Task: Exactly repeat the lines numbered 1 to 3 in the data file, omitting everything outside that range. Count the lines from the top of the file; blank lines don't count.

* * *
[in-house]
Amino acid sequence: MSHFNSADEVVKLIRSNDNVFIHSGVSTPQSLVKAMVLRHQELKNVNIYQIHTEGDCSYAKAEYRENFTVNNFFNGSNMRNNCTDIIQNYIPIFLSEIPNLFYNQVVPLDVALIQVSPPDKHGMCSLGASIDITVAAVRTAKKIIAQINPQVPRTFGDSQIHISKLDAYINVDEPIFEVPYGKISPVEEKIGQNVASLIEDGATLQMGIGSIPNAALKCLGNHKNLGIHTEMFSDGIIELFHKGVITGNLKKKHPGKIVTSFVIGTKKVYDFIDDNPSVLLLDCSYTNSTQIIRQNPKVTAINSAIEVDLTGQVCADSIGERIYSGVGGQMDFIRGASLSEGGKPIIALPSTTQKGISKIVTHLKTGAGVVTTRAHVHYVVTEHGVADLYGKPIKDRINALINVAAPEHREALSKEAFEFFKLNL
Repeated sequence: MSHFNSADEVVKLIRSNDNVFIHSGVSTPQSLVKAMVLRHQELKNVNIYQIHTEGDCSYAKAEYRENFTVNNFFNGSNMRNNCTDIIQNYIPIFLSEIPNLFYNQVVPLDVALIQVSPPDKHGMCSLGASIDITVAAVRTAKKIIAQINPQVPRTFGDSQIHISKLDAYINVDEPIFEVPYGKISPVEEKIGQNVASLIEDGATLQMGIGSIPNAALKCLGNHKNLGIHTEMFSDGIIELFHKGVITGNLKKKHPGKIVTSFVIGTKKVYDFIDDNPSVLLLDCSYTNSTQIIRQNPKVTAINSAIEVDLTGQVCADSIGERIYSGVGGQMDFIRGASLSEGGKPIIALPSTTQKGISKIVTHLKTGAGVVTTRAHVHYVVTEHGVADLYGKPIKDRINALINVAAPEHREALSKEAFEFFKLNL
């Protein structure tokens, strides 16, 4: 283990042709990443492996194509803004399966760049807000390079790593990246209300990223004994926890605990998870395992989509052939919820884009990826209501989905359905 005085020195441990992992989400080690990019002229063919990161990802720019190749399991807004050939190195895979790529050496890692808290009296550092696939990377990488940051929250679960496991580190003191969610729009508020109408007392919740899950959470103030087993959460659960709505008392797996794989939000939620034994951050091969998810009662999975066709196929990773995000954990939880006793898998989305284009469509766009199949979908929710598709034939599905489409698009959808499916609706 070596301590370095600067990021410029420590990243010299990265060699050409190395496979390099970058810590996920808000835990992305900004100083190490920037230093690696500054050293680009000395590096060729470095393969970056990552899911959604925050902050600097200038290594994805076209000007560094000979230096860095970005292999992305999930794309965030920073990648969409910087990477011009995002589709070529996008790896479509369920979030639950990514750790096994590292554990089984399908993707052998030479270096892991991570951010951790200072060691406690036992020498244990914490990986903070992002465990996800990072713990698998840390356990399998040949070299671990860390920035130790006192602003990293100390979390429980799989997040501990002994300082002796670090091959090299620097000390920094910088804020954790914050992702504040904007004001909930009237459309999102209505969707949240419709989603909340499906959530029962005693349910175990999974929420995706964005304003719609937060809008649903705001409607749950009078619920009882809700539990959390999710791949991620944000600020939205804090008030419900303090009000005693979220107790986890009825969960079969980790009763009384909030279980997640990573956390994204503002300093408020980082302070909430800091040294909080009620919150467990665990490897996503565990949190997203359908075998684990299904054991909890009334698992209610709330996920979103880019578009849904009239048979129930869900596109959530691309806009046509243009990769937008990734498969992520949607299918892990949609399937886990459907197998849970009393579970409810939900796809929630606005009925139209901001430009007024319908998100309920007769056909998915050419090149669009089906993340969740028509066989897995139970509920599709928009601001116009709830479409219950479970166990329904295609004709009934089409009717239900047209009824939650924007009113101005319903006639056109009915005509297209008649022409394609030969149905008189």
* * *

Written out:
[in-house]
Amino acid sequence: MSHFNSADEVVKLIRSNDNVFIHSGVSTPQSLVKAMVLRHQELKNVNIYQIHTEGDCSYAKAEYRENFTVNNFFNGSNMRNNCTDIIQNYIPIFLSEIPNLFYNQVVPLDVALIQVSPPDKHGMCSLGASIDITVAAVRTAKKIIAQINPQVPRTFGDSQIHISKLDAYINVDEPIFEVPYGKISPVEEKIGQNVASLIEDGATLQMGIGSIPNAALKCLGNHKNLGIHTEMFSDGIIELFHKGVITGNLKKKHPGKIVTSFVIGTKKVYDFIDDNPSVLLLDCSYTNSTQIIRQNPKVTAINSAIEVDLTGQVCADSIGERIYSGVGGQMDFIRGASLSEGGKPIIALPSTTQKGISKIVTHLKTGAGVVTTRAHVHYVVTEHGVADLYGKPIKDRINALINVAAPEHREALSKEAFEFFKLNL
Repeated sequence: MSHFNSADEVVKLIRSNDNVFIHSGVSTPQSLVKAMVLRHQELKNVNIYQIHTEGDCSYAKAEYRENFTVNNFFNGSNMRNNCTDIIQNYIPIFLSEIPNLFYNQVVPLDVALIQVSPPDKHGMCSLGASIDITVAAVRTAKKIIAQINPQVPRTFGDSQIHISKLDAYINVDEPIFEVPYGKISPVEEKIGQNVASLIEDGATLQMGIGSIPNAALKCLGNHKNLGIHTEMFSDGIIELFHKGVITGNLKKKHPGKIVTSFVIGTKKVYDFIDDNPSVLLLDCSYTNSTQIIRQNPKVTAINSAIEVDLTGQVCADSIGERIYSGVGGQMDFIRGASLSEGGKPIIALPSTTQKGISKIVTHLKTGAGVVTTRAHVHYVVTEHGVADLYGKPIKDRINALINVAAPEHREALSKEAFEFFKLNL